There are interesting articles in the Welsh political and cultural magazine Planet on the recent Welsh Assembly and Scottish Parliament elections. In Wales, John Osmond writes that Labour’s position as the largest party is now on a knife edge – the long-term trend in their vote appears to be downwards and they hold nine of the ten most marginal seats. From a Scottish perspective, the historian Christopher Harvie, newly elected as a nationalist MSP, observes that Labour’s strongholds have been reduced through PR to Glasgow and Lanarkshire. Between them, these hold clues to electoral change in England.

So what has this got to do with England? Well, one of the flurries created by the nationalist success in Scotland, and the prominence of Plaid in Wales, has been a resurgence of interest in the government of England, for example in places such as the Our Kingdom blog and its parent, Open Democracy (where the most coherent case has been made by a Scot, Neal Acherson.) And this is, obviously, connected to the resurgence of interest in the cause of a proper constitutional settlement for Britain, as David Marquand argues in the current edition of New Statesman.

But I suspect that the emergence of proportional representation in England – which has seemed unlikely for all of my adult life – will come about, and quite quickly, for this reason. PR in Scotland and Wales, which already seems to be having an entirely positive effect on their political and public life, is also eroding the strongest local bases of the Labour Party. In his Planet article Harvie article writes of the former Labout First Minister, Jack McConnell, that “his monument turned out to be the devastation of the Labour Party at local level, through his introduction of proportional representation in this year’s council elections”. (Notwithstanding that if you believe in democracy, introducing PR was the right thing to do).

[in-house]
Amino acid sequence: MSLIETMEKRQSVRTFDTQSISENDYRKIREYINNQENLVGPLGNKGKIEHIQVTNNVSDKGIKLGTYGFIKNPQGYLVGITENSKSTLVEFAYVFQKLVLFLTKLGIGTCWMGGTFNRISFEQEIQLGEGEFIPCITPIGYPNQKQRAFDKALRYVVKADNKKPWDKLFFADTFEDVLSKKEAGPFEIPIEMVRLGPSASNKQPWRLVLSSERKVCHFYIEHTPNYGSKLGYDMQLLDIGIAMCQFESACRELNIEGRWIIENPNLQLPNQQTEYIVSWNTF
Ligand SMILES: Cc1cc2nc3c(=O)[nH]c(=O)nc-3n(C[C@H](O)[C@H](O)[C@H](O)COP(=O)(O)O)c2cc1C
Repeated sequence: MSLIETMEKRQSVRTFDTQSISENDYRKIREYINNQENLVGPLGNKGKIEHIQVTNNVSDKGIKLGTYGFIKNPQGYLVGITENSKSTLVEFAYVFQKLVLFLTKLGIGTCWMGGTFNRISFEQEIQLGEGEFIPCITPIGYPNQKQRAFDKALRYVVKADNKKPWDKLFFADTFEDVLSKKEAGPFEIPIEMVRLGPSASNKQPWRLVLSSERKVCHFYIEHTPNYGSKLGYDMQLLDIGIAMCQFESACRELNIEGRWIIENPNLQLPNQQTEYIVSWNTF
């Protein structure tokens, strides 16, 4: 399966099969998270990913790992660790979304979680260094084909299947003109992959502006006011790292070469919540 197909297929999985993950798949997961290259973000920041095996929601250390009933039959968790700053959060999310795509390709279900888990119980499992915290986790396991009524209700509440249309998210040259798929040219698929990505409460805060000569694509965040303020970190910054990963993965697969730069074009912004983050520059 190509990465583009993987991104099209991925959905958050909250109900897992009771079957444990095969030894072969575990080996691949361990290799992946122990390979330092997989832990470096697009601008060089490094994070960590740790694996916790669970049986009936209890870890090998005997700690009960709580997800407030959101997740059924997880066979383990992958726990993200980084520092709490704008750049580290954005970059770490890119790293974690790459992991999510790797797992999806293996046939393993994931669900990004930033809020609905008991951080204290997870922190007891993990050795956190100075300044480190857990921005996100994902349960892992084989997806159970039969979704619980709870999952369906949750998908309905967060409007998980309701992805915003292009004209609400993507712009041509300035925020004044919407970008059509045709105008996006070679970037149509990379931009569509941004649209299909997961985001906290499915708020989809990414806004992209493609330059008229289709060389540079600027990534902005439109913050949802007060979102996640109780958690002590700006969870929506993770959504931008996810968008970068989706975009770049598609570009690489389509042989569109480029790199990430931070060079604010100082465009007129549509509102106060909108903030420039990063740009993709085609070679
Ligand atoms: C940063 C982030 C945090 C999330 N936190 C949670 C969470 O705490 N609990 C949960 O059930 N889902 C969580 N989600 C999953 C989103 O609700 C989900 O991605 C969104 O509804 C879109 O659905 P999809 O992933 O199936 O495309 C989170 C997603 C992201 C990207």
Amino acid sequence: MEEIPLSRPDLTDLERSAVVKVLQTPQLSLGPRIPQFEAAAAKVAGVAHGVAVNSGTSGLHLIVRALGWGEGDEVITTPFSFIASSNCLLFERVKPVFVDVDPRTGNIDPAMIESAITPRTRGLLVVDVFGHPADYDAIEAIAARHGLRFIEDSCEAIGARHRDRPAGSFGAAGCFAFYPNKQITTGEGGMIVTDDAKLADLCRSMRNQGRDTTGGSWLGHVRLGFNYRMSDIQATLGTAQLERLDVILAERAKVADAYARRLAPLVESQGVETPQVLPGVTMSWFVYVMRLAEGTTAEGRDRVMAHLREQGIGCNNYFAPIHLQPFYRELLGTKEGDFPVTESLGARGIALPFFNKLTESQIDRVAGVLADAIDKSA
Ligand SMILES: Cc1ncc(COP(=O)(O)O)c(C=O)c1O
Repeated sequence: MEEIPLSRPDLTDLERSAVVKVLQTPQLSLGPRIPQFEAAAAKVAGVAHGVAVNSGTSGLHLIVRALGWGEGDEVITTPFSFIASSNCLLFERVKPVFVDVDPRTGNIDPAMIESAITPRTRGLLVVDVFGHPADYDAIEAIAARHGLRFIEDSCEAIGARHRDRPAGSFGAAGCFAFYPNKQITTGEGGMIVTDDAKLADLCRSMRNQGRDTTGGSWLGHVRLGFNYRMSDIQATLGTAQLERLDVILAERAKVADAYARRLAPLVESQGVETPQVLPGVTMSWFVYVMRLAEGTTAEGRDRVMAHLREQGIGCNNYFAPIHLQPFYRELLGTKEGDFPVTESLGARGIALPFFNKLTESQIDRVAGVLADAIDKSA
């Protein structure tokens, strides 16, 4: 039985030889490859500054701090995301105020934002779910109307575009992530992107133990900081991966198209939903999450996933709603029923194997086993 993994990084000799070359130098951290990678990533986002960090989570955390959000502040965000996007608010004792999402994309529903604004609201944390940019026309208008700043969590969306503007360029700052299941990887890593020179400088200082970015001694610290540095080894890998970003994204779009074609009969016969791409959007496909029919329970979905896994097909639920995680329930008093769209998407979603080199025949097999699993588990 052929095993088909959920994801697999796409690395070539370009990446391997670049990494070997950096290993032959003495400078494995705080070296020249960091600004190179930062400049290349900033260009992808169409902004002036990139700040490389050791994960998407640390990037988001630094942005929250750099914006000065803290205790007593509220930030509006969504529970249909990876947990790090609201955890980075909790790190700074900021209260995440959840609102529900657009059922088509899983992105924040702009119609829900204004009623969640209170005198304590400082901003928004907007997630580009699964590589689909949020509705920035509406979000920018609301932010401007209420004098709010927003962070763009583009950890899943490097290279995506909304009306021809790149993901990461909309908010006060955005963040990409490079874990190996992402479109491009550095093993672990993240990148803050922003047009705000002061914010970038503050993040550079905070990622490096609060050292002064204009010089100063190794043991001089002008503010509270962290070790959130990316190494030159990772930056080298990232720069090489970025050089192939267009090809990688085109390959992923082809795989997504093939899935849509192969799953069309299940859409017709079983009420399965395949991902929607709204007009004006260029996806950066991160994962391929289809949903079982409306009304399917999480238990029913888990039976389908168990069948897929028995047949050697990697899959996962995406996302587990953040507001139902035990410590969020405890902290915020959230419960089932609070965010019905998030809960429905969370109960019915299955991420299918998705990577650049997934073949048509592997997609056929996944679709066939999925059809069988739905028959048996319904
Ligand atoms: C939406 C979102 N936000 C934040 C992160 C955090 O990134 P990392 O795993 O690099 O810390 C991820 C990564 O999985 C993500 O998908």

So – in the face of losing its local bases, it seems unthinkable that a political mind as shrewd as Gordon Brown’s won’t see the benefit of doing the right thing by democracy by finding a way to introduce PR in England, at least locally, while also knowing that it will destabilise the Conservative party there as well. And how big a step is it from there to some sort of proportional representation at Westminster? Maybe 7-10 years.

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